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Cablegate: Panama: 2009 National Election Voter Demographics

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UNCLAS PANAMA 000580

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E.O. 12958: N/A
TAGS: PGOV PREL PM
SUBJECT: PANAMA: 2009 NATIONAL ELECTION VOTER DEMOGRAPHICS

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SUMMARY
-------

1. (U) Panama is gearing up for the May 3, 2009 general
election, in which Panamanians will choose all of their
elected leaders - from President through National Assembly
Deputies to mayors and city councilmen -- for a five-year
term. The Tribunal Electoral (TE) released on May 25 the
preliminary voter registry, painting a picture of the 2.1
million strong members of the voting-eligible public for
whose attention the candidates will vie. The ruling
Democratic Revolutionary Party (PRD) is in the lead as far as
registered voters.
--------------------------------
2.1 million voters and 767 seats
--------------------------------

2. (U) According to Panama's Tribunal Electoral (TE),
2,163,377 citizens (out of 3.3 million) will be eligible to
vote in the May 3, 2009 general elections. Panamanians will
choose 767 national and local elected officials, from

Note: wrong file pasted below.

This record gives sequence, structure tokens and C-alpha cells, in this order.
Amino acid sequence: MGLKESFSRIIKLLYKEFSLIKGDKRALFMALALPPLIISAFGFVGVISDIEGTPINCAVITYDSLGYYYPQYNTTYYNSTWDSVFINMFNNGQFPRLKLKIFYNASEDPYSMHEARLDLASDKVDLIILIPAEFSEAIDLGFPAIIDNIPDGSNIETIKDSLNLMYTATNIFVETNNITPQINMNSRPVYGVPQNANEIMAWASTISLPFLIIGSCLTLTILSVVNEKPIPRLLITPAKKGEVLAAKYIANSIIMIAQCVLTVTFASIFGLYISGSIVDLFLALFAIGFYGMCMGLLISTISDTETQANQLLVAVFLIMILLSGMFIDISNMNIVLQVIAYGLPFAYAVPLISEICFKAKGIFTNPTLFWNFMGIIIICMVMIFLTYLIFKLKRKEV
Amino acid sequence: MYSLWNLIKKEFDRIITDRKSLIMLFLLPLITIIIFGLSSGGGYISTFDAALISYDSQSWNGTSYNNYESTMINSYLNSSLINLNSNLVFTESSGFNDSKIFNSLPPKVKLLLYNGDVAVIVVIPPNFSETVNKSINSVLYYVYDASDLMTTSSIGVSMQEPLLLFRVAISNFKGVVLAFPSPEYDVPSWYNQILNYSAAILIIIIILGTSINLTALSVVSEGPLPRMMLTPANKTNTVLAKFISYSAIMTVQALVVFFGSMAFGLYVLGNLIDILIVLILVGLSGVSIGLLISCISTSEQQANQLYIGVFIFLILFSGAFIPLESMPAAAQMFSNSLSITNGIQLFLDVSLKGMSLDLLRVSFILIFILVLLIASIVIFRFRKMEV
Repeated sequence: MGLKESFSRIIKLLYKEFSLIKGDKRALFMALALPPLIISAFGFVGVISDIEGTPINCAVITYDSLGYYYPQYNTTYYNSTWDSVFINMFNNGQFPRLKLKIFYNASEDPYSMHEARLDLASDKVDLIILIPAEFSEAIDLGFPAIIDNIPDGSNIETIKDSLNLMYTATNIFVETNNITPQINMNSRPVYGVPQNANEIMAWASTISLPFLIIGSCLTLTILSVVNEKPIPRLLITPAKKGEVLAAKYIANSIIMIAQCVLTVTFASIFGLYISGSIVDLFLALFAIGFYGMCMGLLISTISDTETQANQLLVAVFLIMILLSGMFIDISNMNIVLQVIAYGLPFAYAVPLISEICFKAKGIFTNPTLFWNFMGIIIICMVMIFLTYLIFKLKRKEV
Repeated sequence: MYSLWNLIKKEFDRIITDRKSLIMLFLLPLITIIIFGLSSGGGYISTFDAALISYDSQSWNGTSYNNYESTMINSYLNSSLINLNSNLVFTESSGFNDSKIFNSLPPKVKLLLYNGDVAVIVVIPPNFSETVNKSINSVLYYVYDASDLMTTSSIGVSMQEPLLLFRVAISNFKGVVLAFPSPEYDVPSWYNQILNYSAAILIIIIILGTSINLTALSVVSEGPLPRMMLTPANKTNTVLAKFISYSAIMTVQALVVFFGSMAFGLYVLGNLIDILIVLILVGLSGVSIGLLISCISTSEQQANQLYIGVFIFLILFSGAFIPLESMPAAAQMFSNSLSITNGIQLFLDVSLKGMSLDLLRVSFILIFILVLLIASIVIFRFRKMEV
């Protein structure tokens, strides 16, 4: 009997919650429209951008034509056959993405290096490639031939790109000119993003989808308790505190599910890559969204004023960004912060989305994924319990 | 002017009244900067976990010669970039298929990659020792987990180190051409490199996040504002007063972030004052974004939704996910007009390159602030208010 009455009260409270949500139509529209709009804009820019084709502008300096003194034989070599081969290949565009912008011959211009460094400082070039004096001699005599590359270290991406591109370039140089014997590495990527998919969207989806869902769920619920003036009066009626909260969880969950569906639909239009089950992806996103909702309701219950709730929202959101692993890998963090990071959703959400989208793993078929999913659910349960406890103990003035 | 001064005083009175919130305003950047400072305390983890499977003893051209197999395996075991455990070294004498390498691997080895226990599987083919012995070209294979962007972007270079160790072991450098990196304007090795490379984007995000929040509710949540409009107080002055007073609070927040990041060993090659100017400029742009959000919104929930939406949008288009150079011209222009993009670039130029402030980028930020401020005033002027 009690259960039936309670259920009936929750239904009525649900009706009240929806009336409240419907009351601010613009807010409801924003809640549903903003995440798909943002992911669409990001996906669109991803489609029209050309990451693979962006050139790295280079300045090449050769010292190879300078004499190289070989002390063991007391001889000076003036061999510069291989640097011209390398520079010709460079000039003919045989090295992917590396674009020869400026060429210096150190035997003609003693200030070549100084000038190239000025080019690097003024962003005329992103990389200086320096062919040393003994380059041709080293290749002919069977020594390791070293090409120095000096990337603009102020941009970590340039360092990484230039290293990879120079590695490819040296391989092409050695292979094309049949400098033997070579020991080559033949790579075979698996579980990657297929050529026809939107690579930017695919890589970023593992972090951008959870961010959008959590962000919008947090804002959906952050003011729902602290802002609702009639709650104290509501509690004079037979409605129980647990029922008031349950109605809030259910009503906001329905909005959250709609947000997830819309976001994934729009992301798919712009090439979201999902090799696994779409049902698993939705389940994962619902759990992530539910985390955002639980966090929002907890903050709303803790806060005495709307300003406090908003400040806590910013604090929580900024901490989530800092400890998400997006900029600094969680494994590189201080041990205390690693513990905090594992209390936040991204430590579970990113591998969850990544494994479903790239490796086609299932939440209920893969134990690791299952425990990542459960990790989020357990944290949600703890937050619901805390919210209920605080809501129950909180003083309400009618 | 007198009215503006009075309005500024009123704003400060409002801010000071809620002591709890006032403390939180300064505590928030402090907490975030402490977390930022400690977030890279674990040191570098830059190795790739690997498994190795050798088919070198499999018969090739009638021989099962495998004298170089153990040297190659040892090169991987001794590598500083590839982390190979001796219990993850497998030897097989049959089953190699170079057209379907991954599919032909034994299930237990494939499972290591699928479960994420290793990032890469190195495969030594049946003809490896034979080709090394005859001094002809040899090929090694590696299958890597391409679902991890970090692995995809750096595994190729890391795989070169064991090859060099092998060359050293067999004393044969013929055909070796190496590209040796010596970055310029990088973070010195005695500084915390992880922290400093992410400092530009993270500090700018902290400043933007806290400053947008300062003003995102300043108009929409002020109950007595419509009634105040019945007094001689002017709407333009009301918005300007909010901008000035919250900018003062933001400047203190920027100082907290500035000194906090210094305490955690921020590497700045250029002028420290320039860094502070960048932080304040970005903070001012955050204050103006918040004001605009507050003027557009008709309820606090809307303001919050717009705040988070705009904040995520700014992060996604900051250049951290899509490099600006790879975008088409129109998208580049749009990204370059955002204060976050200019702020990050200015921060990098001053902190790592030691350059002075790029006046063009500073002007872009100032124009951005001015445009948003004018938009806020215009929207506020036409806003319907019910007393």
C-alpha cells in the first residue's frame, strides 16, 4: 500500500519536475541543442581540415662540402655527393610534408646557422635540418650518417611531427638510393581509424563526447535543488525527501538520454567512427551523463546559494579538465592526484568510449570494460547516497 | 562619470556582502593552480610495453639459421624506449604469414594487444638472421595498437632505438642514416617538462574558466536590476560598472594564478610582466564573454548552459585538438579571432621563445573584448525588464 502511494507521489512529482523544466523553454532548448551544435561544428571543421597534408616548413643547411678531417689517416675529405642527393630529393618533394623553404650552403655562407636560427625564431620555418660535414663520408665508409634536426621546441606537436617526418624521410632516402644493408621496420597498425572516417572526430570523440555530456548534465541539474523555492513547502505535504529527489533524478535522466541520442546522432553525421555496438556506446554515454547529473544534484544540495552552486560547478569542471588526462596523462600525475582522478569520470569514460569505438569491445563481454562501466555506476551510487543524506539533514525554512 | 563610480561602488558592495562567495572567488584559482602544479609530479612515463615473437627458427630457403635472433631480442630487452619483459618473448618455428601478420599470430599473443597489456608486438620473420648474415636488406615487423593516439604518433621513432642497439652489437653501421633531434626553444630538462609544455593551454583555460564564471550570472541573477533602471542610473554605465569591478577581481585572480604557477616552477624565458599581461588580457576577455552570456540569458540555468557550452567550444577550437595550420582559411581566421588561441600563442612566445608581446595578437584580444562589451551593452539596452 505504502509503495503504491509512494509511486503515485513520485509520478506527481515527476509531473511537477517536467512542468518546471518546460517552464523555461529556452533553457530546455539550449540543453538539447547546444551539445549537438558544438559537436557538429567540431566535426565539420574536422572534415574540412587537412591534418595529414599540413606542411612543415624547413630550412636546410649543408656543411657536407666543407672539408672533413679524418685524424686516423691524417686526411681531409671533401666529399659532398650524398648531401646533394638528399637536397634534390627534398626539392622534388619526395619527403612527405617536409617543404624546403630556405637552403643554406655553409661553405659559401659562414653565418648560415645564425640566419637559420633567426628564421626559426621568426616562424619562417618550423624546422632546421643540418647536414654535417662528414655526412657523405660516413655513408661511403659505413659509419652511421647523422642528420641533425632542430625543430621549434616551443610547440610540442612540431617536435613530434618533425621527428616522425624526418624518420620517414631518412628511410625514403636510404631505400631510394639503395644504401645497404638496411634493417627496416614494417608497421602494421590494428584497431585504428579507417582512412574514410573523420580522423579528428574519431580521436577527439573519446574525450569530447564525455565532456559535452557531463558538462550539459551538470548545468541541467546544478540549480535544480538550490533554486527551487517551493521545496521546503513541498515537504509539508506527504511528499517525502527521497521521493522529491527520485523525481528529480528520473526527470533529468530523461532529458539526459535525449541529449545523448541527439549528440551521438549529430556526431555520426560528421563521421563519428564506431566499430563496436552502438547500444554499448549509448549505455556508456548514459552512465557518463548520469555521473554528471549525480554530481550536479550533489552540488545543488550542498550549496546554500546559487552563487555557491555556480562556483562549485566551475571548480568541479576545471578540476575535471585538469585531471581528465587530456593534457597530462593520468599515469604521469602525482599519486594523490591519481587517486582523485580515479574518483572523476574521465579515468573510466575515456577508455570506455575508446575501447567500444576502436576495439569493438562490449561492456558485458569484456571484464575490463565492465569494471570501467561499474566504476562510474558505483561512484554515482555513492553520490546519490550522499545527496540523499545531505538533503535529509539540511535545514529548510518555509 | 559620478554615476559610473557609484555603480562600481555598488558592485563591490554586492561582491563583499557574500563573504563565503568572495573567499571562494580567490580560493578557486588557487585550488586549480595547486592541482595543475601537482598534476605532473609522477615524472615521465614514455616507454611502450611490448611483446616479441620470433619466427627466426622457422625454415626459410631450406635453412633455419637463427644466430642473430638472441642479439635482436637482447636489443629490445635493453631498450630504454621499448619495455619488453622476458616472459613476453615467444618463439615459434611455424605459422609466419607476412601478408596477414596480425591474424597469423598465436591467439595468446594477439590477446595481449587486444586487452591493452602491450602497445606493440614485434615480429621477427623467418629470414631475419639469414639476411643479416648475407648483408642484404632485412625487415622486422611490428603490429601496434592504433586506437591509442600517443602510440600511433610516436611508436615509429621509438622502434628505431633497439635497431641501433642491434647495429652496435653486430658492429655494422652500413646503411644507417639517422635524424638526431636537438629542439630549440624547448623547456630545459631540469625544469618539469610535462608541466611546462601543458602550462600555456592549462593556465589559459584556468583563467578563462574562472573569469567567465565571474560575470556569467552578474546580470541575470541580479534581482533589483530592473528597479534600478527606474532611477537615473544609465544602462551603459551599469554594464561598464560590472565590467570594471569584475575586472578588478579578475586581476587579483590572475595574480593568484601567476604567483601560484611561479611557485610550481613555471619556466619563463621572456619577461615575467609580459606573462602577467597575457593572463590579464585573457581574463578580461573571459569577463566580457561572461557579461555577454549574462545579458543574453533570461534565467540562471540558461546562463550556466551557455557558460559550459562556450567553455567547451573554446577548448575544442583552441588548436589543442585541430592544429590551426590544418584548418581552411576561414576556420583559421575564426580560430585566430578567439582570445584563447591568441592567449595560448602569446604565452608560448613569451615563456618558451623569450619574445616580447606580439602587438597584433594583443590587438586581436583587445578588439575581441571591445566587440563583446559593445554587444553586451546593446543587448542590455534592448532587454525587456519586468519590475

President to National Assembly representatives to mayors to
city councilmen for 5-year terms. Panamanians vote only once
every five years to select individuals for all of the
country's elected offices.

3. (U) The eight parties had from June 1 to July 15 to
challenge the voter registry and the data released on May 28.
The TE has until October 1 to examine these challenges.
Later in the fall, the TE will allow further challenges by
individuals who want to be included in the rolls - people
turning 18 before election day, for example. Voters who will
turn 18 before election day in 2009 will be allowed to vote,
although they must apply directly to the Padron Electoral by
October 15, 2008 to receive their ID card (cedula) and be
included in the voter registry. The TE will also purge the
rolls of individuals who should be excluded, such as recently
deceased individuals. The final voter registry will be
released on February 3, 2009.

4. (U) The individual party primaries will take place from
June through October, most notably the ruling Revolutionary
Democratic Party (PRD) which will hold its primary on
September 7. The opposition's largest party, the Panamenista
Party, recently held its primary on July 6, and the second
largest opposition party, the Democratic Change party (CD),
will choose its candidates on August 3.

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Reaching Out to Young Voters
----------------------------

5. (U) One in five Panamanian voters is between 18 and 25
years of age, and 53% are 40 or under. Candidates have
noticed, and are reaching out to young voters with rallies,
concerts, Facebook pages and internet postings. As
Panamanian general elections take place only once every five
years, many of these voters up to the age of 22 years will be
voting for the first time. The TE expects more than 60,000
new voters to cast their ballots for the first time.

----------------------------
Eight Parties, but PRD Rules
----------------------------

6. (U) Eight registered political parties will vie for seats